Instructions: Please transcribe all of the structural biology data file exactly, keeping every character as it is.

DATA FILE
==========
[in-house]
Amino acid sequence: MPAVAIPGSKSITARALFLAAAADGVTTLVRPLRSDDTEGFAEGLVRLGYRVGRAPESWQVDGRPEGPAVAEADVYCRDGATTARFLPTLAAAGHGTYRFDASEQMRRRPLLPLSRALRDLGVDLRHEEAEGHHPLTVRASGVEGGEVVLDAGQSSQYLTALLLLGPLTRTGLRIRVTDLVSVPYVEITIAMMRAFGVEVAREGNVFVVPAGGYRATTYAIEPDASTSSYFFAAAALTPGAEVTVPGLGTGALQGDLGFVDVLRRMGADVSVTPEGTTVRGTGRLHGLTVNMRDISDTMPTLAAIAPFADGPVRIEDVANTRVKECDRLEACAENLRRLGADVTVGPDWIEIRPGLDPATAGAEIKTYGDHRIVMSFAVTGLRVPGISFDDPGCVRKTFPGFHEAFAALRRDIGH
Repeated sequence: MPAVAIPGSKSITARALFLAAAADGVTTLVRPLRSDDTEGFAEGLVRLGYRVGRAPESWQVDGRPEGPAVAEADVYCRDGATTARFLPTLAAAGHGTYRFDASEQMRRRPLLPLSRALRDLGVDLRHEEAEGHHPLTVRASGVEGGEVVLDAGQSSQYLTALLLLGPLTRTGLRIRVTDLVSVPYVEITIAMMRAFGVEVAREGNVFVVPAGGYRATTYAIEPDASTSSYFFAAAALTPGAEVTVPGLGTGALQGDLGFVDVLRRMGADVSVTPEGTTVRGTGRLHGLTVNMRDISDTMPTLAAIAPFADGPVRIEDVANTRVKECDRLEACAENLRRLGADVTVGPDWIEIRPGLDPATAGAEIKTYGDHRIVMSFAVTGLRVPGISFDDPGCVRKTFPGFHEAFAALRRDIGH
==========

[in-house]
Amino acid sequence: MPAVAIPGSKSITARALFLAAAADGVTTLVRPLRSDDTEGFAEGLVRLGYRVGRAPESWQVDGRPEGPAVAEADVYCRDGATTARFLPTLAAAGHGTYRFDASEQMRRRPLLPLSRALRDLGVDLRHEEAEGHHPLTVRASGVEGGEVVLDAGQSSQYLTALLLLGPLTRTGLRIRVTDLVSVPYVEITIAMMRAFGVEVAREGNVFVVPAGGYRATTYAIEPDASTSSYFFAAAALTPGAEVTVPGLGTGALQGDLGFVDVLRRMGADVSVTPEGTTVRGTGRLHGLTVNMRDISDTMPTLAAIAPFADGPVRIEDVANTRVKECDRLEACAENLRRLGADVTVGPDWIEIRPGLDPATAGAEIKTYGDHRIVMSFAVTGLRVPGISFDDPGCVRKTFPGFHEAFAALRRDIGH
Repeated sequence: MPAVAIPGSKSITARALFLAAAADGVTTLVRPLRSDDTEGFAEGLVRLGYRVGRAPESWQVDGRPEGPAVAEADVYCRDGATTARFLPTLAAAGHGTYRFDASEQMRRRPLLPLSRALRDLGVDLRHEEAEGHHPLTVRASGVEGGEVVLDAGQSSQYLTALLLLGPLTRTGLRIRVTDLVSVPYVEITIAMMRAFGVEVAREGNVFVVPAGGYRATTYAIEPDASTSSYFFAAAALTPGAEVTVPGLGTGALQGDLGFVDVLRRMGADVSVTPEGTTVRGTGRLHGLTVNMRDISDTMPTLAAIAPFADGPVRIEDVANTRVKECDRLEACAENLRRLGADVTVGPDWIEIRPGLDPATAGAEIKTYGDHRIVMSFAVTGLRVPGISFDDPGCVRKTFPGFHEAFAALRRDIGH